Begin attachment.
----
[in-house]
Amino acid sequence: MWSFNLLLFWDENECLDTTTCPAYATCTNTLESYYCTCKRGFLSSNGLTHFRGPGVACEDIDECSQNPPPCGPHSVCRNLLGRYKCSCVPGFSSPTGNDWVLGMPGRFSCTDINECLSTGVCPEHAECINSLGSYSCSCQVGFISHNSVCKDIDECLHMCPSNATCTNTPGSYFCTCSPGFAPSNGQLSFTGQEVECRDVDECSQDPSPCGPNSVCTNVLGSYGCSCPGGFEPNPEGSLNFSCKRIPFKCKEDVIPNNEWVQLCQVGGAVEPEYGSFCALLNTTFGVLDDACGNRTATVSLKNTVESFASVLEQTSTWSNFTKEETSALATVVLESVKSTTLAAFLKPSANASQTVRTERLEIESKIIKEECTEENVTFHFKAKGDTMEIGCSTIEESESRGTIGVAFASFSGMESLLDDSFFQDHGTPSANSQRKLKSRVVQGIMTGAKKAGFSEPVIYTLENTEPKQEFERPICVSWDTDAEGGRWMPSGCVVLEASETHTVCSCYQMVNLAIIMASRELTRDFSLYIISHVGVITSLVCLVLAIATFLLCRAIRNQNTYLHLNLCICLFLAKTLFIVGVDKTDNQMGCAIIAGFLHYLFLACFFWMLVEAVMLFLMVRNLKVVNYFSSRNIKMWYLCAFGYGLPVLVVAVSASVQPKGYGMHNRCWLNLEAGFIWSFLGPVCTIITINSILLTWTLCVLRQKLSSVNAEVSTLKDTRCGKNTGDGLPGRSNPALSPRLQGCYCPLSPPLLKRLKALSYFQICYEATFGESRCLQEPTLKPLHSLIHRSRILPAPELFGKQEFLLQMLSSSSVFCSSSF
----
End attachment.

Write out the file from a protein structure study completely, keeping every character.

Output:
[in-house]
Amino acid sequence: MWSFNLLLFWDENECLDTTTCPAYATCTNTLESYYCTCKRGFLSSNGLTHFRGPGVACEDIDECSQNPPPCGPHSVCRNLLGRYKCSCVPGFSSPTGNDWVLGMPGRFSCTDINECLSTGVCPEHAECINSLGSYSCSCQVGFISHNSVCKDIDECLHMCPSNATCTNTPGSYFCTCSPGFAPSNGQLSFTGQEVECRDVDECSQDPSPCGPNSVCTNVLGSYGCSCPGGFEPNPEGSLNFSCKRIPFKCKEDVIPNNEWVQLCQVGGAVEPEYGSFCALLNTTFGVLDDACGNRTATVSLKNTVESFASVLEQTSTWSNFTKEETSALATVVLESVKSTTLAAFLKPSANASQTVRTERLEIESKIIKEECTEENVTFHFKAKGDTMEIGCSTIEESESRGTIGVAFASFSGMESLLDDSFFQDHGTPSANSQRKLKSRVVQGIMTGAKKAGFSEPVIYTLENTEPKQEFERPICVSWDTDAEGGRWMPSGCVVLEASETHTVCSCYQMVNLAIIMASRELTRDFSLYIISHVGVITSLVCLVLAIATFLLCRAIRNQNTYLHLNLCICLFLAKTLFIVGVDKTDNQMGCAIIAGFLHYLFLACFFWMLVEAVMLFLMVRNLKVVNYFSSRNIKMWYLCAFGYGLPVLVVAVSASVQPKGYGMHNRCWLNLEAGFIWSFLGPVCTIITINSILLTWTLCVLRQKLSSVNAEVSTLKDTRCGKNTGDGLPGRSNPALSPRLQGCYCPLSPPLLKRLKALSYFQICYEATFGESRCLQEPTLKPLHSLIHRSRILPAPELFGKQEFLLQMLSSSSVFCSSSF